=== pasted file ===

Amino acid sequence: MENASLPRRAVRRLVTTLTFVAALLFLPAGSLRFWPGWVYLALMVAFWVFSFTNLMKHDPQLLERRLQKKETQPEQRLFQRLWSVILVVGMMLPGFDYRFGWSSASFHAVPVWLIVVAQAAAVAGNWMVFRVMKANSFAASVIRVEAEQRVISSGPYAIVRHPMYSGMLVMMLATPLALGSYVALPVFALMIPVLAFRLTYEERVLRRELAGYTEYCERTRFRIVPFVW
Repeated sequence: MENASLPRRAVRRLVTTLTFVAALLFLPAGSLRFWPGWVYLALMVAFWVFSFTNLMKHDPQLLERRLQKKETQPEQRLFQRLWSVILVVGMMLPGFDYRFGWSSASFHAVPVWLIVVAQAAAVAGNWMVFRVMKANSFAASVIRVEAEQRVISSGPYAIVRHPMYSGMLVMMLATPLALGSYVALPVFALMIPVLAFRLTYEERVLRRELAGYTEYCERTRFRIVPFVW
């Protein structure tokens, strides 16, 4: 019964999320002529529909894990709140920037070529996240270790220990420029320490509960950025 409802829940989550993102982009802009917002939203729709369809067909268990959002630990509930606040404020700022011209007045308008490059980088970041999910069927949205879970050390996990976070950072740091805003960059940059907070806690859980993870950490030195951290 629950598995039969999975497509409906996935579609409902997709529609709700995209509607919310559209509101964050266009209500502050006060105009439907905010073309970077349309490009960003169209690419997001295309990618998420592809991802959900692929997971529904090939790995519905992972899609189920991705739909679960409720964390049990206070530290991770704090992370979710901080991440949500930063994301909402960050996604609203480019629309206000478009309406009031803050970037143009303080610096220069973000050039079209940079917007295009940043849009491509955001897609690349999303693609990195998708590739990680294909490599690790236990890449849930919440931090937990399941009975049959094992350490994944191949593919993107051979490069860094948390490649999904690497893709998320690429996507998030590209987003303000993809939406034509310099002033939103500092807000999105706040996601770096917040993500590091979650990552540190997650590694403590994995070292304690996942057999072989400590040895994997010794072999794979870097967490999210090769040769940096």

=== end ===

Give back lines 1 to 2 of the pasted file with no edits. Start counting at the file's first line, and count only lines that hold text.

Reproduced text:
Amino acid sequence: MENASLPRRAVRRLVTTLTFVAALLFLPAGSLRFWPGWVYLALMVAFWVFSFTNLMKHDPQLLERRLQKKETQPEQRLFQRLWSVILVVGMMLPGFDYRFGWSSASFHAVPVWLIVVAQAAAVAGNWMVFRVMKANSFAASVIRVEAEQRVISSGPYAIVRHPMYSGMLVMMLATPLALGSYVALPVFALMIPVLAFRLTYEERVLRRELAGYTEYCERTRFRIVPFVW
Repeated sequence: MENASLPRRAVRRLVTTLTFVAALLFLPAGSLRFWPGWVYLALMVAFWVFSFTNLMKHDPQLLERRLQKKETQPEQRLFQRLWSVILVVGMMLPGFDYRFGWSSASFHAVPVWLIVVAQAAAVAGNWMVFRVMKANSFAASVIRVEAEQRVISSGPYAIVRHPMYSGMLVMMLATPLALGSYVALPVFALMIPVLAFRLTYEERVLRRELAGYTEYCERTRFRIVPFVW